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Smoothie Booster Packs

Smoothie Booster Packs
Recipe At-A-Glance
Vegan, Gluten-Free5 minutes
Save yourself time in the morning with these supercharged smoothie booster packs. You’ll get perfect smoothies, every time!

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Smoothie Booster Packs

It is no secret that I love smoothies. I especially love smoothies for an on-the-go breakfast. I can make them at home and then take them along wherever the breeze takes me. What I don’t like about smoothies? The amount of ingredients they take.

You are probably saying, “Fruit. Milk. Ice. That isn’t that many.” And you are right, that isn’t! But to make my smoothies into super breakfasts, I load them full of powders, seeds, and other nutrition boosters. By the time I get out, measure and put away all of my additions, a smoothie can take upwards of 20 minutes to perfect. Ridiculous! And so not the speedy breakfast option I want it to be.

So, a few years back, I came up with the idea of these smoothie booster packs—and they’ve saved me so much time over the years! These smoothie booster packs have all kinds of goodness in them, and they are just waiting in the freezer to be popped into whatever smoothie I’m making that day.

These smoothie booster packs are totally customizable to what you like in your smoothies and what nutritional goals you have. Looking for a boost of protein? Add protein powder. Want to get your dark, leafy greens in a drinkable version? Throw in some spinach. Looking to quell seasonal allergies? Toss in some local bee pollen. It’s up to you to craft your perfect booster packs!

I have a basic recipe for my “normal” smoothie booster packs below, but here are some options (plus I’m sure there are a whole bunch I’m forgetting) that you can add in—I’ve added affiliate links for each of my favorite brands where applicable:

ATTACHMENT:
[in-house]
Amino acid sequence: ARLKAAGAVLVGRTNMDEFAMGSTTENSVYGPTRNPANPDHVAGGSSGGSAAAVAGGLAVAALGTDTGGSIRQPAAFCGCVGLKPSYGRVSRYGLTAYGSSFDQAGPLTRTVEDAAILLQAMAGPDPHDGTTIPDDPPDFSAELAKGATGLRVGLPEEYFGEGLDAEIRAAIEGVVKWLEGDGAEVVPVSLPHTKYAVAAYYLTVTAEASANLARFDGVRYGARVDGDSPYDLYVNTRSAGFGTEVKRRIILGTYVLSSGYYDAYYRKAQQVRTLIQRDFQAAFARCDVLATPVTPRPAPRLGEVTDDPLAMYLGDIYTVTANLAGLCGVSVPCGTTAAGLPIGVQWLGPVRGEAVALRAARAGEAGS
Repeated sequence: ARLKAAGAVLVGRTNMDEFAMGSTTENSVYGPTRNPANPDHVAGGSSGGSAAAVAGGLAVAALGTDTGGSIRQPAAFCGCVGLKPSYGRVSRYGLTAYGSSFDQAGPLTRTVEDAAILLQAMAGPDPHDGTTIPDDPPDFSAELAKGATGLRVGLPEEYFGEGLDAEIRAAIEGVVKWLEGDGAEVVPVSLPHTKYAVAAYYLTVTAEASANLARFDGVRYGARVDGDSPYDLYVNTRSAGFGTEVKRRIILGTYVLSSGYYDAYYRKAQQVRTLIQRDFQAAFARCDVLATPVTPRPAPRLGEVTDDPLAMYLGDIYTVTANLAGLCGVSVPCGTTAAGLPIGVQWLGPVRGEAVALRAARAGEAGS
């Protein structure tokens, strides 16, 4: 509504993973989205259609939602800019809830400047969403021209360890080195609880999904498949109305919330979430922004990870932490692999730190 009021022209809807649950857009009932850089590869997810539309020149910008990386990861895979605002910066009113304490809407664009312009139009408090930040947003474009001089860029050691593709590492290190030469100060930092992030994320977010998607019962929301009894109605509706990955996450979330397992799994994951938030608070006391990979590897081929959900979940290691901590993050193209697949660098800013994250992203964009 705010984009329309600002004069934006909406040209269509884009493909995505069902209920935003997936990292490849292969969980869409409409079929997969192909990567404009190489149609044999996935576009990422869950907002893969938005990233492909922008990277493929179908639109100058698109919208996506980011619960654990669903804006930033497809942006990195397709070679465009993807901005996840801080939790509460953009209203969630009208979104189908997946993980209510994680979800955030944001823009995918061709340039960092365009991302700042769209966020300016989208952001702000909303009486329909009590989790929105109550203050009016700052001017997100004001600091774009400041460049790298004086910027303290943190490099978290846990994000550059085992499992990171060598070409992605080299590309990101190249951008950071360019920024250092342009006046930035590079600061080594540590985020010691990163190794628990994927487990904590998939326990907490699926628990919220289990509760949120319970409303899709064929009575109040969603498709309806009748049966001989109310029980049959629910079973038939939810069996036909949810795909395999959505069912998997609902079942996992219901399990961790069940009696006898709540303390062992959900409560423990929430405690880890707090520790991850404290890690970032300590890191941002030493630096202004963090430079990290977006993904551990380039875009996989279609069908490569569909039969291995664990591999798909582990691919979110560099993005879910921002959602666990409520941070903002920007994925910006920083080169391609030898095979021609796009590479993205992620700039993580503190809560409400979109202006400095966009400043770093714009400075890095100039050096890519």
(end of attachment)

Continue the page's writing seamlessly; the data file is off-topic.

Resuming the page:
Smoothie Booster Packs - Ingredients

  1. Dark leafy greens—My favorite way to get spinach or kale in my diet? Blend it into a smoothie! Buy your greens when they are in-season and on sale, blend them into your smoothie booster packs, and use them for months. Dark leafy greens are some of the most nutrient-rich foods in our diet! Eat ‘em, kids.
  2. Hemp seeds—These little babies are packed full of plant-based protein and essential fatty acids. They have almost no taste, so you won’t even notice ‘em! I much prefer to add hemp seeds to my smoothies to get a protein boost than processed protein powders.
  3. Chia seeds—These little omega-3 powerhouses are smoothie darlings for a reason—they have almost no flavor, and they tend to help a smoothie thicken up! I always put chia seeds in my smoothies.
  4. Local bee pollen or honey—I live in the seasonal allergy capital of the world (literally), and eating lots of local honey and local bee pollen is one of the major ways I keep my seasonal allergies in check. It also tastes great and helps to sweeten your smoothies (obviously).
  5. Protein powder—If you’re looking for a way to make your smoothie keep your tummy fuller longer, protein and fat are your answer. I’m not the biggest fan of protein powder (taste, texture, and processing wise), but it’s hard to beat the volume of protein you get for just one little scoop! My favorite protein powder is from Bob’s Red Mill—I like that it’s vegan and has recognizable ingredients.